With the argument lost, the appeal of my bowl of cornflakes faded. Even my vibrating cushion seemed to mock me. I dumped breakfast in the waste disposal, threw my dressing gown on the living room floor, and marched myself naked back to my bedroom where I dressed myself as though it were a weekday. Forty minutes later, I was in light casuals, open necked shirt, sunglasses hooked coquettishly in the V, and pulling up at the gates to Clarkson’s place. I was surprised to see that they were already open and even more surprised when a donkey came trotting out, Clarkson trailing behind it.
‘You took your damn time,’ he said, dragging a reign on the donkey and bringing it to a stop.
‘What’s with the mule?’ I asked.
‘This is Florence,’ he said, a bit dopy, and grabbed the donkey by an ear. ‘Lovely creatures, donkeys. Very docile.’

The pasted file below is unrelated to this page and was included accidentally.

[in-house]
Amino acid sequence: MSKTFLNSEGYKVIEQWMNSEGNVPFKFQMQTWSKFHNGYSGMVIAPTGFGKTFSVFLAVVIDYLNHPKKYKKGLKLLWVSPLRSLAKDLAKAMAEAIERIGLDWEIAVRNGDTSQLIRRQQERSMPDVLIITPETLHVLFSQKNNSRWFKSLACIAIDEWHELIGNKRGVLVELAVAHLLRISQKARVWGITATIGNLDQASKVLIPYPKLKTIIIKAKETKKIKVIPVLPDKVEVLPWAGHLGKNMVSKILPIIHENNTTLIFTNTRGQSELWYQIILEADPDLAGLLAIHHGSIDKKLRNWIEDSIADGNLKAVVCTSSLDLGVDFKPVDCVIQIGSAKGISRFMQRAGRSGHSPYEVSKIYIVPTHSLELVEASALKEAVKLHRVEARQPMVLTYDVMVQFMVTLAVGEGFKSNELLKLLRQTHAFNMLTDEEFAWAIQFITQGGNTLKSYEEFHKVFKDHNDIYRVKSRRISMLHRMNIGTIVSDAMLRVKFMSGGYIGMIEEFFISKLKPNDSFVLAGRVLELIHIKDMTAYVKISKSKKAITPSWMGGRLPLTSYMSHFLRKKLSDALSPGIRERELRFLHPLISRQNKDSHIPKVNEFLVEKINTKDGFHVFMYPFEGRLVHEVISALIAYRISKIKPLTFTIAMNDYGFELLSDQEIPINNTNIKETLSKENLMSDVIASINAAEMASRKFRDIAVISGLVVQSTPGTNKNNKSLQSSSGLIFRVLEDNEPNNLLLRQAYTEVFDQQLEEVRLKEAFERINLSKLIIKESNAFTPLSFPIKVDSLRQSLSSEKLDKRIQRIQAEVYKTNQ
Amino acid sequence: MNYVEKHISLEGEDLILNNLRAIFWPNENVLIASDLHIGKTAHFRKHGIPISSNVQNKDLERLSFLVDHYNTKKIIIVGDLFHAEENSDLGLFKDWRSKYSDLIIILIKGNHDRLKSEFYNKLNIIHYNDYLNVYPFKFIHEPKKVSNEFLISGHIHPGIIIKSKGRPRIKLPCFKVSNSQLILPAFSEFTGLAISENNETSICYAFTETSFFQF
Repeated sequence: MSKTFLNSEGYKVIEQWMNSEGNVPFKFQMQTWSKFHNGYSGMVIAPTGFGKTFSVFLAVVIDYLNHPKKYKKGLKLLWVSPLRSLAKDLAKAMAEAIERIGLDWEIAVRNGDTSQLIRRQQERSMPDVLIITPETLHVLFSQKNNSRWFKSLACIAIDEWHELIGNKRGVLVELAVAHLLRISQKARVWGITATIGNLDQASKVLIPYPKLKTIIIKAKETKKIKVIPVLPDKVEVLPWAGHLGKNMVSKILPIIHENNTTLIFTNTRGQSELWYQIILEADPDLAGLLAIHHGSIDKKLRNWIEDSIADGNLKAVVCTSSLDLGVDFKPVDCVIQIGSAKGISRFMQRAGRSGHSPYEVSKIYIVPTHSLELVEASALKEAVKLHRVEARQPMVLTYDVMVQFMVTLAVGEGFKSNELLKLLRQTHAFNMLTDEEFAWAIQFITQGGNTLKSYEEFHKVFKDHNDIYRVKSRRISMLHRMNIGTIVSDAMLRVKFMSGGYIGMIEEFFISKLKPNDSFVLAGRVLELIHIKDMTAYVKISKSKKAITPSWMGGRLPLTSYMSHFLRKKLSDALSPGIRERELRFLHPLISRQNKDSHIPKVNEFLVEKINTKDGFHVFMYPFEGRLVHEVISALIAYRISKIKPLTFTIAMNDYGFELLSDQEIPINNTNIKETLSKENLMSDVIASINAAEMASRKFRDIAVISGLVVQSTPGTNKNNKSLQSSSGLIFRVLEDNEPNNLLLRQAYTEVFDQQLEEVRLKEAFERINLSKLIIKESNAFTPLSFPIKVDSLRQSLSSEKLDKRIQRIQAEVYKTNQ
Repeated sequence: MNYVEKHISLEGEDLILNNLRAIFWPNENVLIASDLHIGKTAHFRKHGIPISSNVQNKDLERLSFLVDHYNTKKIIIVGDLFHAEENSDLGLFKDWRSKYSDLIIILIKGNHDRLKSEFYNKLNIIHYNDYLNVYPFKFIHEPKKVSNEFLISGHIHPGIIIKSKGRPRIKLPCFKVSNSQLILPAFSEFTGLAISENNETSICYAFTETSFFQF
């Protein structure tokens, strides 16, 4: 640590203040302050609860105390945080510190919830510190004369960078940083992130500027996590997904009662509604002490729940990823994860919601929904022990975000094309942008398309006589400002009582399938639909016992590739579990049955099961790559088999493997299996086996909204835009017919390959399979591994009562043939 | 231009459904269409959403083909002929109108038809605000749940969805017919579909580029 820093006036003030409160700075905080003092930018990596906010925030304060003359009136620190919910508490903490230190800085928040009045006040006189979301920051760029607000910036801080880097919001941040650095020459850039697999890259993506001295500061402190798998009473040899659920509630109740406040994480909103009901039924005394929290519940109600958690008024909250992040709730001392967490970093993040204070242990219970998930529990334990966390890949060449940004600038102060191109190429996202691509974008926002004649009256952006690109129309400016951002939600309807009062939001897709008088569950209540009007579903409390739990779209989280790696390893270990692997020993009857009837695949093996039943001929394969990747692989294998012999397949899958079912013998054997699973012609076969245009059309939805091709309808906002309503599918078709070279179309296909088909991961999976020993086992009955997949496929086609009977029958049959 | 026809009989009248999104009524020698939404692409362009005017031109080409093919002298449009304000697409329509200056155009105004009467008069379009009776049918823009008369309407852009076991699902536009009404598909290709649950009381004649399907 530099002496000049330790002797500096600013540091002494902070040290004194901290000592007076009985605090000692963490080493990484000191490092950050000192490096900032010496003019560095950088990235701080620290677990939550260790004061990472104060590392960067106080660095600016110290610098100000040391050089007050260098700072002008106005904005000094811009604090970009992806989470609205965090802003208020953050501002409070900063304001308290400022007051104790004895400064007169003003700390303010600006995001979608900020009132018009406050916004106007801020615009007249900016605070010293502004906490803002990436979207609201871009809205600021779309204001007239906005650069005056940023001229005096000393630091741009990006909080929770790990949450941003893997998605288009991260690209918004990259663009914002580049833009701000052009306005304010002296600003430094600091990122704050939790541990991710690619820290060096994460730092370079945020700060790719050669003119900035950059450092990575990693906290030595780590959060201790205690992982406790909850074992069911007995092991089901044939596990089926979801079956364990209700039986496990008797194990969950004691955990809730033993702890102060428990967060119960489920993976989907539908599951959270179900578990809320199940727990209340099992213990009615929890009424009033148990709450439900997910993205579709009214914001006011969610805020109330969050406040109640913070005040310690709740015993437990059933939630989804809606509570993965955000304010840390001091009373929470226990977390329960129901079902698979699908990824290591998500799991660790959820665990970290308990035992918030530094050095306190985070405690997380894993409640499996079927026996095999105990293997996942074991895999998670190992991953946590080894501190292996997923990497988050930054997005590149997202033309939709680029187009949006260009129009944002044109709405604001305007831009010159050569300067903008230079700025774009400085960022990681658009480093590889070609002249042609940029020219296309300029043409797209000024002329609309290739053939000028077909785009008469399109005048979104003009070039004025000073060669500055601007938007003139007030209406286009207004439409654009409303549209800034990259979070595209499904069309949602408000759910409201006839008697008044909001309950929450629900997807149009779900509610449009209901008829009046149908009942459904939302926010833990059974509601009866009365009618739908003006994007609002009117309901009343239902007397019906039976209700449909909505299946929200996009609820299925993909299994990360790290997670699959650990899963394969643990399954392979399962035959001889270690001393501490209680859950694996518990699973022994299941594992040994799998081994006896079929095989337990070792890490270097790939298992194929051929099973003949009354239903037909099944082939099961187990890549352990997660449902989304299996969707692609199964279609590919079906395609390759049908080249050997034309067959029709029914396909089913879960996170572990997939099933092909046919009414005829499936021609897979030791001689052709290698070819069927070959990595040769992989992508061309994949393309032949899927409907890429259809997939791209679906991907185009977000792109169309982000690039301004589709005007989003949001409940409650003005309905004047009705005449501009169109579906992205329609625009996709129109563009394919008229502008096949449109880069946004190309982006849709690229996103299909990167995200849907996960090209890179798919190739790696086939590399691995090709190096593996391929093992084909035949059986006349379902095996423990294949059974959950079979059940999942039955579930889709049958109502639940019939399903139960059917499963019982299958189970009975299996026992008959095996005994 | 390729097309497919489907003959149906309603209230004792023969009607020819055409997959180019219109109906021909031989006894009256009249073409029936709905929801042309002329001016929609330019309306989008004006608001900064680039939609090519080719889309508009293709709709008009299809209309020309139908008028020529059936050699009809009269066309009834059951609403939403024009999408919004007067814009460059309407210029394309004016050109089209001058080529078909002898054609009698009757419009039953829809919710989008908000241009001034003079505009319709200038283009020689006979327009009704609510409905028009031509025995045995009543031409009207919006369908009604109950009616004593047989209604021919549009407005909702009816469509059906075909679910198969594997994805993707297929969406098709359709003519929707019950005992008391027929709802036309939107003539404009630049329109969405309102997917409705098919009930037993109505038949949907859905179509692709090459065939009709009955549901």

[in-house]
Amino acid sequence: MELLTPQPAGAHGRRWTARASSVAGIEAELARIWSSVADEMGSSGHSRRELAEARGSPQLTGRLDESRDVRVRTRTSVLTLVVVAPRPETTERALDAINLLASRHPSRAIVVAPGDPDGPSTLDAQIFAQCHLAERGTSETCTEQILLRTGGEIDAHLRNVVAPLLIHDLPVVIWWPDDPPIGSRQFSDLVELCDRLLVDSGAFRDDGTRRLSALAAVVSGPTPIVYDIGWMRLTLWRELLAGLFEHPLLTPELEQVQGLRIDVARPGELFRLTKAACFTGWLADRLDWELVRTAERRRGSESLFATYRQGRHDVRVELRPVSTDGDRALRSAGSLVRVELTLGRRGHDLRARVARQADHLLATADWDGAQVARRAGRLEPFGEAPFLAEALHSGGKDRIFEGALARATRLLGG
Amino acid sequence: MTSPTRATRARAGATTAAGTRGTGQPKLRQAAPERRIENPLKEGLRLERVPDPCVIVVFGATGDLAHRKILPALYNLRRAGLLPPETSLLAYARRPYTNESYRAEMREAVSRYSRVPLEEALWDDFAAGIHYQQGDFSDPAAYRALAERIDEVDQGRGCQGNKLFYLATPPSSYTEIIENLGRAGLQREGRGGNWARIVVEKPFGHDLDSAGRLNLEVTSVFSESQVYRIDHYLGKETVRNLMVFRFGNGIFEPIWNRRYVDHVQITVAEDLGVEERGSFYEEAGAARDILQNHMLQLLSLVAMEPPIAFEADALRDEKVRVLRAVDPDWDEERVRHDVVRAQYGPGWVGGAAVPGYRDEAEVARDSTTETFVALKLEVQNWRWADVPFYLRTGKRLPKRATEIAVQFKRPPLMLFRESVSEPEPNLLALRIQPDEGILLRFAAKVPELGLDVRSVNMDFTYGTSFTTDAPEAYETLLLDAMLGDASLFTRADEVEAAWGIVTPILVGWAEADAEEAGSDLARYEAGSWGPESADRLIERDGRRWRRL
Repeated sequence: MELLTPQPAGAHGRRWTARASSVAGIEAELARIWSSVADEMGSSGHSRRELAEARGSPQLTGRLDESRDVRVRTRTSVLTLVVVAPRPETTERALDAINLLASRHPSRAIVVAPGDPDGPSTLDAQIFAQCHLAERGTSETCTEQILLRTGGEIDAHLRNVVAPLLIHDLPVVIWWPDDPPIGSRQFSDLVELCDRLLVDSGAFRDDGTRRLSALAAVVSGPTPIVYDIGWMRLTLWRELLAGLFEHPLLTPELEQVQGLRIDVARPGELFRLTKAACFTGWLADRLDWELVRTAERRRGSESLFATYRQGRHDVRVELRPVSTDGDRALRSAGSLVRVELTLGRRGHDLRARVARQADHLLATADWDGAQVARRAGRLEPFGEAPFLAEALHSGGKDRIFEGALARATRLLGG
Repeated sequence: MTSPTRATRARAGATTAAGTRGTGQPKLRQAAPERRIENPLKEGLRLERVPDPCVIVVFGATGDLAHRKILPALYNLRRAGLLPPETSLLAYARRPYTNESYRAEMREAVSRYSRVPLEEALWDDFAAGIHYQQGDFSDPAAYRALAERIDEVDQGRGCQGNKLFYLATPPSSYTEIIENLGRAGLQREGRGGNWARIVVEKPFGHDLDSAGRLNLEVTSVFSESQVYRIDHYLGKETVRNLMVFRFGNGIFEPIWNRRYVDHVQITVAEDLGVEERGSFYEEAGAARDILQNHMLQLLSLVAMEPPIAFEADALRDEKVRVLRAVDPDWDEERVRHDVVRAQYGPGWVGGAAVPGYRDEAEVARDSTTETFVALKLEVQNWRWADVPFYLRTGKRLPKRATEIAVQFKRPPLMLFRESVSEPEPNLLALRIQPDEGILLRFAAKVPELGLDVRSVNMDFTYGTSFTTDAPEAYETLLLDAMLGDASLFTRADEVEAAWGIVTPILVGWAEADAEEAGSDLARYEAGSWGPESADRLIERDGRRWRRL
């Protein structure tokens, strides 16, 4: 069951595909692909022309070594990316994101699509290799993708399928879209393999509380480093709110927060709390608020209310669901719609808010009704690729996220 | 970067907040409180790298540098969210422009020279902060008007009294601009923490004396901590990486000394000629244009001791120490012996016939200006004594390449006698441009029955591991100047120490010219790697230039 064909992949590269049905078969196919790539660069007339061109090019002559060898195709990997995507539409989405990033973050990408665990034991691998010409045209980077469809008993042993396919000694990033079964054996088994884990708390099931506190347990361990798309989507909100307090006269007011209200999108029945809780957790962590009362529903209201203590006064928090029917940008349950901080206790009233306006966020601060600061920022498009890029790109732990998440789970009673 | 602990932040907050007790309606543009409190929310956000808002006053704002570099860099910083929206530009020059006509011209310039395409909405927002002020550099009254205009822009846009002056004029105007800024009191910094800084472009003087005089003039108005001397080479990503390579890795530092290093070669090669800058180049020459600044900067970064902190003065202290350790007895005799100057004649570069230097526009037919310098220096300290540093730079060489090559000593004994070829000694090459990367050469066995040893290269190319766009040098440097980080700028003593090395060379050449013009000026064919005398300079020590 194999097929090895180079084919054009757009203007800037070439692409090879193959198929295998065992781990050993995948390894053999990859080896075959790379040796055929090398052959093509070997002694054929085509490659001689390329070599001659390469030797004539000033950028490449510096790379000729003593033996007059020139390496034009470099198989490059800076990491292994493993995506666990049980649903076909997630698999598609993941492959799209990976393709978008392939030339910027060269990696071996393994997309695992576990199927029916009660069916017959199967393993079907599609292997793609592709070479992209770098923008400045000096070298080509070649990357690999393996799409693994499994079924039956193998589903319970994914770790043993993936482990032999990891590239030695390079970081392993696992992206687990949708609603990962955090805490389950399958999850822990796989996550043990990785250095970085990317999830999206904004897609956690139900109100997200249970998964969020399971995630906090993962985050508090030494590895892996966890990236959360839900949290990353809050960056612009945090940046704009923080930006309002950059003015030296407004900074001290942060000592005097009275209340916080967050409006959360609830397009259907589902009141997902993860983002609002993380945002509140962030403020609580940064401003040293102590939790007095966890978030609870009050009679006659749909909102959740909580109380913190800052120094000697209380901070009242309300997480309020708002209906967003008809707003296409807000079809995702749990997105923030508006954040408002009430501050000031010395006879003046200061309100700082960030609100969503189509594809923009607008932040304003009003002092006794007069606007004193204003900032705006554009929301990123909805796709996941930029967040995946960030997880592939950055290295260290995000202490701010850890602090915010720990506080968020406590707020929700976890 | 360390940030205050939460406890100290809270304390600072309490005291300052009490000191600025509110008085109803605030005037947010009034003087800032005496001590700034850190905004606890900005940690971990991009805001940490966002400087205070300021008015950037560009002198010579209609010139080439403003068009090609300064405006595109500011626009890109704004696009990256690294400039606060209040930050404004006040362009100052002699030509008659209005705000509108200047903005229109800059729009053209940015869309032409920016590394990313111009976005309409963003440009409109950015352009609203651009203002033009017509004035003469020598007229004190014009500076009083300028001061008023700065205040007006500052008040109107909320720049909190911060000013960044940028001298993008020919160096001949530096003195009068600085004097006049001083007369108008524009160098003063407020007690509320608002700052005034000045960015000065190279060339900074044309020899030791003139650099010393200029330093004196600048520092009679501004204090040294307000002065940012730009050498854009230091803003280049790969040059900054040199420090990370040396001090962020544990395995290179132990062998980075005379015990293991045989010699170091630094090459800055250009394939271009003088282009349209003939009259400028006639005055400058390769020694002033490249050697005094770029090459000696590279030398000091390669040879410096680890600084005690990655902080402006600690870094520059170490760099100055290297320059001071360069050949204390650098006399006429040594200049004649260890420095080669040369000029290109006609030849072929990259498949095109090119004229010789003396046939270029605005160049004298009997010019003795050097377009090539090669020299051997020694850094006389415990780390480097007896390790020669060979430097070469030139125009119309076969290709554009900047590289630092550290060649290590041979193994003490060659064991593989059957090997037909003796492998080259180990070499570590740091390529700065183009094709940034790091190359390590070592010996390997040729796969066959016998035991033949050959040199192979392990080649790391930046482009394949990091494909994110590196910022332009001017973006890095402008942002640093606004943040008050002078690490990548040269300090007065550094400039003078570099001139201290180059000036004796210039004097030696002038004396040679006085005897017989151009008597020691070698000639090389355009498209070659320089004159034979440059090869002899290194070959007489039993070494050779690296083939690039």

‘And this is what I’m here for? A donkey related problem? Why didn’t you call Oddie? You know he loves this sort of thing.’
‘You don’t even know what this sort of thing is,’ said Jeremy. ‘You see a donkey and assume it’s some woolly eared job involving cardigans. Well it isn’t. I’ve got you here for a totally different reason. I want you to play God.’
‘God?’ I asked. ‘Don’t you think I grow tired of being typecast?’
‘I’m sure you do but the local sect of Christian types have asked to borrow my donkey for their nativity. They’ve also asked me to play the voice of God.’
‘There’s a terrifying thought,’ I muttered.
‘I’ve agreed but I’ve got cold feet or, at least, a slightly chilled larynx. That’s why I rang you. I want you to do it in my place. There’s not much to it. Lots of proclaiming. You get to say “thee” and “thou” a lot. And the occasional roar.’
‘You didn’t think of ringing Fry? The man’s a born actor.’
‘I did but he said he thought the role beneath him,’ explained Jeremy. ‘Oddie agreed to do it only so long as he could leave the earth not to the meek but the meerkats.’